Jump to: navigation, search

New York Times (10/Apr/1983) - Letters: Hitchcock



Letters: Hitchcock

I have not read Donald Spoto's "The Dark Side of Genius: The Life of Alfred Hitchcock" (March 6) so I cannot take issue with your reviewer, Richard Grenier, on his interpretation of its content. However, the "Hitch" that I knew was not "a figure of uncommon loathesomeness, a cruel, ungenerous, cowardly man, unable to thank or praise, filled with hate and fear" - and without friends. I was one among many of the latter and am proud of it.

I worked with Hitch on four films: two as an actor and two as a writer. This association began in 1942 and ended only with his death. That Hitchcock was complex, perverse, lonely and horribly vulnerable is probable but those characteristics, if accurate, do not deserve the description quoted above. I found him to be quite the opposite and I certainly don't qualify as one of those "Hollywood giants" for whom "his manner was totally different."

Hitch did say that "all actors are cattle" and then proceeded to treat them, at least in my experience, with enormous consideration. Mr. Grenier's first assumption that "there was a measure of geniality in the remark" is far closer to the mark than his ultimate conclusion "that it was an attitude based on envy and malevolence."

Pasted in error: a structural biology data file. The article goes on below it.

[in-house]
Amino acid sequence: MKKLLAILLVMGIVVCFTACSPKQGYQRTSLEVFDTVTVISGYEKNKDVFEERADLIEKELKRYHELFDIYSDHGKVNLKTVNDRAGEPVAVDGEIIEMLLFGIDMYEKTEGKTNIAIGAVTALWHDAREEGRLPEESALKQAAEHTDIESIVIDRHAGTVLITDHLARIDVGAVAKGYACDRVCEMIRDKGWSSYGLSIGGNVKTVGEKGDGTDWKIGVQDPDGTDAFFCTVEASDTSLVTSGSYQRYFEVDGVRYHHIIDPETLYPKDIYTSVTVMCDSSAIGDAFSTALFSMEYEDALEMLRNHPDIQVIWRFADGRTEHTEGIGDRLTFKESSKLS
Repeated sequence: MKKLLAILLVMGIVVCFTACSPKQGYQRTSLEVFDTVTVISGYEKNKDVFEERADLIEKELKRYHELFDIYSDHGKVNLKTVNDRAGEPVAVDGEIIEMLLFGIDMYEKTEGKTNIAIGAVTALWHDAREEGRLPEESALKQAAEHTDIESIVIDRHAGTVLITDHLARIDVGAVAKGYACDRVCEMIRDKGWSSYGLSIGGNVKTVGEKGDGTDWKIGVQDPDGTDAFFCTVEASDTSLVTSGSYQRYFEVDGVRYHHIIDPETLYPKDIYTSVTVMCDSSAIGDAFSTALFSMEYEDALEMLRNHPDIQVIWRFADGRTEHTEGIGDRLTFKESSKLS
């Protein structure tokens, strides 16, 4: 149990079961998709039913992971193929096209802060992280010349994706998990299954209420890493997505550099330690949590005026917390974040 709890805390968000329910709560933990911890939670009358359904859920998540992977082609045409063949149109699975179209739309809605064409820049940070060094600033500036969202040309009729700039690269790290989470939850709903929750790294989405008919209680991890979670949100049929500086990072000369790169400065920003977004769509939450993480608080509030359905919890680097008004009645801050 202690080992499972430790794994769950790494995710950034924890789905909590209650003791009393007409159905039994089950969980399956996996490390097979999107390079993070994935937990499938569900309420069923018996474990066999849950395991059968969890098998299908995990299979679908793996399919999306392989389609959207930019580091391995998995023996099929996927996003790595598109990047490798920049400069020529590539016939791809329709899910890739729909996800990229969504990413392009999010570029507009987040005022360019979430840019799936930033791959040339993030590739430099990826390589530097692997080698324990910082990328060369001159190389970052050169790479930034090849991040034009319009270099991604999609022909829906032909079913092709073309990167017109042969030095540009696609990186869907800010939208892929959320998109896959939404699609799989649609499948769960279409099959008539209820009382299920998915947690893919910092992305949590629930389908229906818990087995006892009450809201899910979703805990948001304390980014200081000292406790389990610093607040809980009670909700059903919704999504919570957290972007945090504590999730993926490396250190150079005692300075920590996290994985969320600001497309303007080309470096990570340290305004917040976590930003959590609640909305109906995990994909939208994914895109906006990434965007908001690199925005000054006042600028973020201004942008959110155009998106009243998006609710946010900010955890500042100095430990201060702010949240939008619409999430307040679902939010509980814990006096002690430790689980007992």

Mr. Grenier acknowledges an almost total disinterest in the whole body of Hitchcock's work. That's his problem. But among the "inhibited, adolescent future French film critics" who - apparently in error - praised Hitchcock's work, would he include such inhibited adolescents as François Truffaut?

If Mr. Spoto indeed "dutifully records all the meanness and malignity of Hitchcock's character," please allow this old friend to emphasize his generosity, kindness, professional courage, sympathy and the debt I owe him for support and opportunity.

"The evil that men do lives after them. The good is oft interred with their bones."

Hume Cronyn, Rego Park, N.Y.